I recently challenged myself (see "Jump Start Your Preaching") to make a more focused effort on improving the quality of my sermons (still have a long way to go, but I feel like I'm making baby steps!). After I was done adding 6 specific "challenges," I decided to turn it into an acronym that would better help me to remember each of these challenges every time I'm preparing a sermon.
Here is what I came up with:
If you are a preacher, I hope this can help. I'd love to hear some feedback on any additional thoughts if you have them. God bless you, and my your passion for ministry grow as you addict yourself to it (1 Corinthians 16:15)
I got behind again, but finally I am adding the last part of the challenge I set out to help jump start my own preaching. Of course there are so many more challenges and tips that could be added to the list of areas that I (or anyone who wants to be a better preacher) could work on and try to remember when preparing to preach a message. But doing pretty much ANYTHING is better than doing nothing.
Honestly, I can't say I have seen a huge improvement in my preaching, but I think as I continue to focus on some of these areas the extra work will pay off. I'm trying to continue each week with the tips I've picked up from previous challenges. Here is a review:
Week 1 - Scripture reference familiarity (being familiar with all the scripture you use in your sermon, and being able to quickly turn to, locate, or (even better) quote from memory).
Week 2 - Transitional statements (making sure the thought process of your overall message is clear and the points flow well from one to the other)
Week 3 - Sentence structure (working out how you are going to say things so that you aren't shooting from the hip with bad vocabulary, grammar, etc.)
Week 4 - Eliminating bad habits (figuring out some of the annoying and counter productive habits you have picked up, and trying to eliminate them)
Week 5 - Stepping out of your comfort zone (working on things you know would make your preaching more effective but you are too uncomfortable to do them)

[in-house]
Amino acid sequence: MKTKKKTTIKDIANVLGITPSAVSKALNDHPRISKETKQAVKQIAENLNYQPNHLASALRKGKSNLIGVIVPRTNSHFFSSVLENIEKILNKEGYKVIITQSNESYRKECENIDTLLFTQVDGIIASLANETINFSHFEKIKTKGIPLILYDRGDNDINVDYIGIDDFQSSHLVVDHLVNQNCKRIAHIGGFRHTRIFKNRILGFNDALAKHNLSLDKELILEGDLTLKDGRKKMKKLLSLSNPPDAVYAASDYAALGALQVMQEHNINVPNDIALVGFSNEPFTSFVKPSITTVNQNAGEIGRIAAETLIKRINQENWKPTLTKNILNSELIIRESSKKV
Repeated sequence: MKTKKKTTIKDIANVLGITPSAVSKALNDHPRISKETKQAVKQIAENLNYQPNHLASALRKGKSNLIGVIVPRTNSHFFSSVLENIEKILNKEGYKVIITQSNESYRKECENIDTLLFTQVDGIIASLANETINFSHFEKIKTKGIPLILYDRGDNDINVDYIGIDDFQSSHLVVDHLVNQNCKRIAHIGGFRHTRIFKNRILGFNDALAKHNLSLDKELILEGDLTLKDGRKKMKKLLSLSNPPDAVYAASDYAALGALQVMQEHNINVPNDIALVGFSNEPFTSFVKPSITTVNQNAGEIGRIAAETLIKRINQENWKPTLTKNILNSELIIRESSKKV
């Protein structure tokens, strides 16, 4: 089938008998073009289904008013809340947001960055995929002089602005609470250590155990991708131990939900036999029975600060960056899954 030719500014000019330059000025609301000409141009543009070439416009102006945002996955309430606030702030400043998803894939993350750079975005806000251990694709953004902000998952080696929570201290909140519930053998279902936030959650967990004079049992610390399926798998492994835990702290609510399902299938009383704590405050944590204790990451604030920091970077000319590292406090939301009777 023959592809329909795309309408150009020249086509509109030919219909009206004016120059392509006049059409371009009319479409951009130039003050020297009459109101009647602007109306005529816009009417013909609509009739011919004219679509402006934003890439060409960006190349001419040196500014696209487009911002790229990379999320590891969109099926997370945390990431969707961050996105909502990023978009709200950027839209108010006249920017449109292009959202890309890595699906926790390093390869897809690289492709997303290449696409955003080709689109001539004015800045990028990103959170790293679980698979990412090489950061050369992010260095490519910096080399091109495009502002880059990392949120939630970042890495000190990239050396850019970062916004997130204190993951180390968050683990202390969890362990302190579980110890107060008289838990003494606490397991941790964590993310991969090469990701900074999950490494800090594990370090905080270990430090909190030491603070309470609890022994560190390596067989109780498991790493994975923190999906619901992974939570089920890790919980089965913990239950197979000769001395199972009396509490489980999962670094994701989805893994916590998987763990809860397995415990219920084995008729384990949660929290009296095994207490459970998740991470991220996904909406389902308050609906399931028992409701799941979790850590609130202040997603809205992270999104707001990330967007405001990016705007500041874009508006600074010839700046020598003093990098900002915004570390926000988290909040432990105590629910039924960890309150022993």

So, for the final challenge, I want to work on something that isn't necessarily a super important part of communicating the Bible... but at the same time, it can be instrumental in helping people to remember the message we are preaching. Here is the challenge, I hope you will try it out as well...
Week 6 - Adding memorable material (finding appropriate material that will add something to the sermon that can not only clarify the main point but make it one that will be memorable to the congregation).
Some of sermons that have left the biggest impression on me, and that have helped me make much needed changes in my life, were sermons that had very memorable parts added skillfully to the presentation of the sermon. I have heard some preachers call this "theatrics," which at first didn't seem appropriate in regards to preaching the holy word of God. But then I considered many examples from the Bible:
So, after some thought, "theatrics" might be just the right word! I saved this for last, thought, because I have seen people make such a big emphasis on an object lesson or illustration that it took from the preaching of the Bible. We certainly don't want to sacrifice sound biblical preaching and teaching for a good show or something that will be memorable (I can think of preachers jumping over pews or climbing on top of the pulpit... and I don't remember anything about the message they preached that night that got me any closer to God!) So here are some guidelines to this challenge:
This can be a very fun part of putting together a sermon, and people will definitely appreciate the effort that you put into it. It takes work, but that is why I'm calling it a "Challenge!"
Hope this helps. God bless you, and may your passion for ministry grow as you addict yourself to it (1 Corinthians 16:15).
Obviously 6 weeks isn't even close to enough time to see major improvement in my preaching... I realize that. However, I plan on continuing with these challenges, so I'm quite certain their will be significant improvements in time. I have at least begun to more clearly recognize the areas where I need the most work.